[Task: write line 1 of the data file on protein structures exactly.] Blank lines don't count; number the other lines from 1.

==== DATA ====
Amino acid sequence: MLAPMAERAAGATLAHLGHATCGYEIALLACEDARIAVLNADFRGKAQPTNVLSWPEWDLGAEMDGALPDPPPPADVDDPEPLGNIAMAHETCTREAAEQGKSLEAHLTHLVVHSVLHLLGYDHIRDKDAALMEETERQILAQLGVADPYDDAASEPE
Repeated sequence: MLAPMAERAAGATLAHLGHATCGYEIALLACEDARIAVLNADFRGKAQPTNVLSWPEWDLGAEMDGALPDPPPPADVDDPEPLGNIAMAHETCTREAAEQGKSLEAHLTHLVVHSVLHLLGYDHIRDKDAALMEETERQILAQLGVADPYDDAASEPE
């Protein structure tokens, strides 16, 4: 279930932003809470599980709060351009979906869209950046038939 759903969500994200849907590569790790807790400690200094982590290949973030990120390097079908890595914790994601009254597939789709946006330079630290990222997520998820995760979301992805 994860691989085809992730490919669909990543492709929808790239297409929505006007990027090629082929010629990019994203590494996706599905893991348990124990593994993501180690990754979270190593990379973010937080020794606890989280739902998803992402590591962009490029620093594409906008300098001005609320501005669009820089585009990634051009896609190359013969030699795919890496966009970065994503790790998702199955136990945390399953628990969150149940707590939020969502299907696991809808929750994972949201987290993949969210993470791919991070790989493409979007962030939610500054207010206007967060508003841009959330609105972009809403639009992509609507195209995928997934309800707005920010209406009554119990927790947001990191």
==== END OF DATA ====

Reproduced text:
Amino acid sequence: MLAPMAERAAGATLAHLGHATCGYEIALLACEDARIAVLNADFRGKAQPTNVLSWPEWDLGAEMDGALPDPPPPADVDDPEPLGNIAMAHETCTREAAEQGKSLEAHLTHLVVHSVLHLLGYDHIRDKDAALMEETERQILAQLGVADPYDDAASEPE